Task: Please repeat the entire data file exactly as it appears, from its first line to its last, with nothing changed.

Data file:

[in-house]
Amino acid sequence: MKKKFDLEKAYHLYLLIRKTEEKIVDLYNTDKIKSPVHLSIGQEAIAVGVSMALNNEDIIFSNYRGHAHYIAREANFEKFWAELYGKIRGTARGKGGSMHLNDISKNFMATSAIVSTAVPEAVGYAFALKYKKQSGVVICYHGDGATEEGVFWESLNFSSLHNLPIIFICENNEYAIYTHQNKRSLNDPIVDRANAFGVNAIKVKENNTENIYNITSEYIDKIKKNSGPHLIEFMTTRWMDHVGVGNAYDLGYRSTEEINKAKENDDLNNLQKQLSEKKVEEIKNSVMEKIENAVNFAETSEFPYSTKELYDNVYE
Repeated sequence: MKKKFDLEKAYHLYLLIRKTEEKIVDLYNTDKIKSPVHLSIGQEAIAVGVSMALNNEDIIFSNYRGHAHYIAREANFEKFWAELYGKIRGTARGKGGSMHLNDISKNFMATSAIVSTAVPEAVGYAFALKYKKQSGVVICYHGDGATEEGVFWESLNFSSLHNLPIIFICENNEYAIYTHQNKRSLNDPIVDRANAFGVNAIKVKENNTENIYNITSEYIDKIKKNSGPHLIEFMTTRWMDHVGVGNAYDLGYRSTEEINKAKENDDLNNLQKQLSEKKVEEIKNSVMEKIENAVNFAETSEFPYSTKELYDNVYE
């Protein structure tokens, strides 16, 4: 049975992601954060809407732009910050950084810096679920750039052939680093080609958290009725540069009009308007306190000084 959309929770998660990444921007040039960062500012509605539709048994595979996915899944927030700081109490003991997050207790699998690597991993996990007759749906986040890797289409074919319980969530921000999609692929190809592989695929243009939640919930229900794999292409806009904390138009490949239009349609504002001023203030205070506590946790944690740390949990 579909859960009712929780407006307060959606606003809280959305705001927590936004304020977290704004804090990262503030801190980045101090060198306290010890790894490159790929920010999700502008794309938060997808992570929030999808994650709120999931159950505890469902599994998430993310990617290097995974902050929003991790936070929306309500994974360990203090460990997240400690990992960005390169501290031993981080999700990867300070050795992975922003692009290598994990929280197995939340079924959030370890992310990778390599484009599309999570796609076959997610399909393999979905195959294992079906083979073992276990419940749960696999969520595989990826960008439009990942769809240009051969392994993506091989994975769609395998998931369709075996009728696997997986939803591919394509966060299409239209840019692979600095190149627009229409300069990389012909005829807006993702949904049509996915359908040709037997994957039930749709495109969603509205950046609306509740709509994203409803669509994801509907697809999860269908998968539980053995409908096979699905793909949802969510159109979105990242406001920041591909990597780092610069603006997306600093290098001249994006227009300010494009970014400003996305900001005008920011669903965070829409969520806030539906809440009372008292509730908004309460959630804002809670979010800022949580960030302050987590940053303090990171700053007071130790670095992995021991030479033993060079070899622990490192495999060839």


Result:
[in-house]
Amino acid sequence: MKKKFDLEKAYHLYLLIRKTEEKIVDLYNTDKIKSPVHLSIGQEAIAVGVSMALNNEDIIFSNYRGHAHYIAREANFEKFWAELYGKIRGTARGKGGSMHLNDISKNFMATSAIVSTAVPEAVGYAFALKYKKQSGVVICYHGDGATEEGVFWESLNFSSLHNLPIIFICENNEYAIYTHQNKRSLNDPIVDRANAFGVNAIKVKENNTENIYNITSEYIDKIKKNSGPHLIEFMTTRWMDHVGVGNAYDLGYRSTEEINKAKENDDLNNLQKQLSEKKVEEIKNSVMEKIENAVNFAETSEFPYSTKELYDNVYE
Repeated sequence: MKKKFDLEKAYHLYLLIRKTEEKIVDLYNTDKIKSPVHLSIGQEAIAVGVSMALNNEDIIFSNYRGHAHYIAREANFEKFWAELYGKIRGTARGKGGSMHLNDISKNFMATSAIVSTAVPEAVGYAFALKYKKQSGVVICYHGDGATEEGVFWESLNFSSLHNLPIIFICENNEYAIYTHQNKRSLNDPIVDRANAFGVNAIKVKENNTENIYNITSEYIDKIKKNSGPHLIEFMTTRWMDHVGVGNAYDLGYRSTEEINKAKENDDLNNLQKQLSEKKVEEIKNSVMEKIENAVNFAETSEFPYSTKELYDNVYE
């Protein structure tokens, strides 16, 4: 049975992601954060809407732009910050950084810096679920750039052939680093080609958290009725540069009009308007306190000084 959309929770998660990444921007040039960062500012509605539709048994595979996915899944927030700081109490003991997050207790699998690597991993996990007759749906986040890797289409074919319980969530921000999609692929190809592989695929243009939640919930229900794999292409806009904390138009490949239009349609504002001023203030205070506590946790944690740390949990 579909859960009712929780407006307060959606606003809280959305705001927590936004304020977290704004804090990262503030801190980045101090060198306290010890790894490159790929920010999700502008794309938060997808992570929030999808994650709120999931159950505890469902599994998430993310990617290097995974902050929003991790936070929306309500994974360990203090460990997240400690990992960005390169501290031993981080999700990867300070050795992975922003692009290598994990929280197995939340079924959030370890992310990778390599484009599309999570796609076959997610399909393999979905195959294992079906083979073992276990419940749960696999969520595989990826960008439009990942769809240009051969392994993506091989994975769609395998998931369709075996009728696997997986939803591919394509966060299409239209840019692979600095190149627009229409300069990389012909005829807006993702949904049509996915359908040709037997994957039930749709495109969603509205950046609306509740709509994203409803669509994801509907697809999860269908998968539980053995409908096979699905793909949802969510159109979105990242406001920041591909990597780092610069603006997306600093290098001249994006227009300010494009970014400003996305900001005008920011669903965070829409969520806030539906809440009372008292509730908004309460959630804002809670979010800022949580960030302050987590940053303090990171700053007071130790670095992995021991030479033993060079070899622990490192495999060839």